2x03 Closure (2)
First Aired: Nov. 03, 2000 on NBC
Summary: When Detectives Benson (Mariska Hargitay) and Stabler (Christopher Meloni) learn of a rape with a familiar M.O., they are convinced that Kenneth Cleary (guest star Neil Maffin), the unconvicted rape suspect from the Harper Anderson case, is back in action. As they investigate, the…
Detective Odafin "Fin" Tutuola: Hell, no. Way too late for that!
Kenneth Cleary: And you are?
Detective Odafin "Fin" Tutuola: The knot... in the pit of your stomach.
Rothberg: [smiling] I'm Jewish, Miss Anderson! There *is* no hell.
- Goof (errors made by characters, possibly deliberate errors by the filmmakers): In the scene where rape victim, Harper Anderson, has words with her rapist's attorney, she calls him "Mr. Klein". This is the only time that the lawyer's name is mentioned. The actor, Ned Eisenberg, who plays this attorney, is billed as "Rothberg". This same actor, however, appeared in the pilot as a "Jerry Kleinert", and in 13 episodes after "Closure: Part 2" as "Roger Kressler", an attorney.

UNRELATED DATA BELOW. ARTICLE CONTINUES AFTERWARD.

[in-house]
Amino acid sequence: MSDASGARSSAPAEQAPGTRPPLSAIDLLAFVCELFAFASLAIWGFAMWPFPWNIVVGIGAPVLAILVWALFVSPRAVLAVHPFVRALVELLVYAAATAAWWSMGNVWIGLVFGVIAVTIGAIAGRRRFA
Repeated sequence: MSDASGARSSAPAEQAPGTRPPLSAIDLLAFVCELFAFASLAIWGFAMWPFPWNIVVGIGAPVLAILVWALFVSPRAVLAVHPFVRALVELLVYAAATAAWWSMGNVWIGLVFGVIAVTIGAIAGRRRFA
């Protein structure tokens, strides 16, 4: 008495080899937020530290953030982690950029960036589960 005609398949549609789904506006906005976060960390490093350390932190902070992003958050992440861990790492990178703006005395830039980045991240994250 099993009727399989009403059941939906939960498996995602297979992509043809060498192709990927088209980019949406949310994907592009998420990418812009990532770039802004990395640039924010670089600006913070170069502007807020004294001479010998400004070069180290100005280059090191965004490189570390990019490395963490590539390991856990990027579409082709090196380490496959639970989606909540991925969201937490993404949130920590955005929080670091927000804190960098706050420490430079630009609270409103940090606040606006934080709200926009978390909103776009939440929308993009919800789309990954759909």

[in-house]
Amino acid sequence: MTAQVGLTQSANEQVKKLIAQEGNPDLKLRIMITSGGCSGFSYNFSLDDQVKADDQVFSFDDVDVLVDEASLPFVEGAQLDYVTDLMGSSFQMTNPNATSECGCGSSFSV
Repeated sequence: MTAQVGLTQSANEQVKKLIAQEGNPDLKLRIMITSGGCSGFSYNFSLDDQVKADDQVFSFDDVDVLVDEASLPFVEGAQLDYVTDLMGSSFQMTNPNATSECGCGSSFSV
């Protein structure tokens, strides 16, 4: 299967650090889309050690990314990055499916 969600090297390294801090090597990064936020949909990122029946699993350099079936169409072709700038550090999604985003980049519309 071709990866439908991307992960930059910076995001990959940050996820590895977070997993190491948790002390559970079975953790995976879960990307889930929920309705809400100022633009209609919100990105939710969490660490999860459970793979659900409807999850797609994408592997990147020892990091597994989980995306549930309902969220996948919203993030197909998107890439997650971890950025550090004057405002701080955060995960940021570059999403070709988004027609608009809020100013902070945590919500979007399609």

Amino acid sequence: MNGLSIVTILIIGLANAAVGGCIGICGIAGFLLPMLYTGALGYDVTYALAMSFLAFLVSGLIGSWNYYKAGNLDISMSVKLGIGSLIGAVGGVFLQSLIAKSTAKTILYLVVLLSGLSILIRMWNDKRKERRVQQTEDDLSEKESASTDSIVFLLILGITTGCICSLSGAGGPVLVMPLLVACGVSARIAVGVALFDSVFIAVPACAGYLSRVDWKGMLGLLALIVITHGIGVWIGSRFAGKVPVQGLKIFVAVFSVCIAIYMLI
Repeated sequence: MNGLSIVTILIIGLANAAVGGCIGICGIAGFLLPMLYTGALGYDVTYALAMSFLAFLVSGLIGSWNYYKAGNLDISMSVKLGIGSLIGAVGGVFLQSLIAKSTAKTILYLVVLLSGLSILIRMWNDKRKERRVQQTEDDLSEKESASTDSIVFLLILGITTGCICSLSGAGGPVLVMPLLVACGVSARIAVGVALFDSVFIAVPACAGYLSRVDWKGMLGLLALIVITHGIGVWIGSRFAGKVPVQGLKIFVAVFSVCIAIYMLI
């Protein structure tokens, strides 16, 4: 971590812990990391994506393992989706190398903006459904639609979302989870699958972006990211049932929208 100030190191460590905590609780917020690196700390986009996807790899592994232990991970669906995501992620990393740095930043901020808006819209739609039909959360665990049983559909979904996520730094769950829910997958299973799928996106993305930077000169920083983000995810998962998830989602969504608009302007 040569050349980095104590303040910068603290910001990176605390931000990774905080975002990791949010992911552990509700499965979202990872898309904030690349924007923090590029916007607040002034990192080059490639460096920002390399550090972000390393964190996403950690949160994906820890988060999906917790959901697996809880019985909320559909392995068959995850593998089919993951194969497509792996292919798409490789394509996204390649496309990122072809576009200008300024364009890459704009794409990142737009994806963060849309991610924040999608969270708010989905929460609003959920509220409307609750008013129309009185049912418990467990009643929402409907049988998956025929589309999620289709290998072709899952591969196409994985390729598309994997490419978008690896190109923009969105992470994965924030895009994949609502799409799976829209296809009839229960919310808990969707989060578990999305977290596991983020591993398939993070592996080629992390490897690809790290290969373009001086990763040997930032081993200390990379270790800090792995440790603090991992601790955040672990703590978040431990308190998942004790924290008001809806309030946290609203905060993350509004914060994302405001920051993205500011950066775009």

- Goof (continuity error): When talking to Harper Anderson at a gun range, Benson comments that Harper is not the same person she knew six months ago. At the time of this meeting it had been well over a year since Harper's rape, when she and Benson first met.
- Goof (revealing mistake): When Mrs. Cleary is on the phone with her husband in the interview room, her reflection from the mirror behind Alex shows that she is facing Alex. When the camera is on Mrs. Cleary, her back is to Alex.
- Goof (continuity error): When looking for rapes in Philly that may have been committed by Cleary, they find one on September 15th. When the date of the same rape is mentioned to a witness is on the stand by ADA Cabot, the date is said to be September 5th.
- Goof (factual errors): When Harper Anderson and Detective Benson are at the firing range, Anderson comments on the 14-round magazine she uses in her .50AE Desert Eagle, then hands it over to Benson as it is "illegal," saying her 8-round magazine is enough. In fact, only 7-round magazines are manufactured for the .50AE Desert Eagle. If she did have a 14-round magazine, it would protrude several inches from the bottom of the pistol, as the handgun is not designed to accept a double-wide magazine. Also, Anderson claims that the gun weighs about 40 ounces fully loaded; in reality, the .50AE weighs nearly 72 ounces with an empty magazine.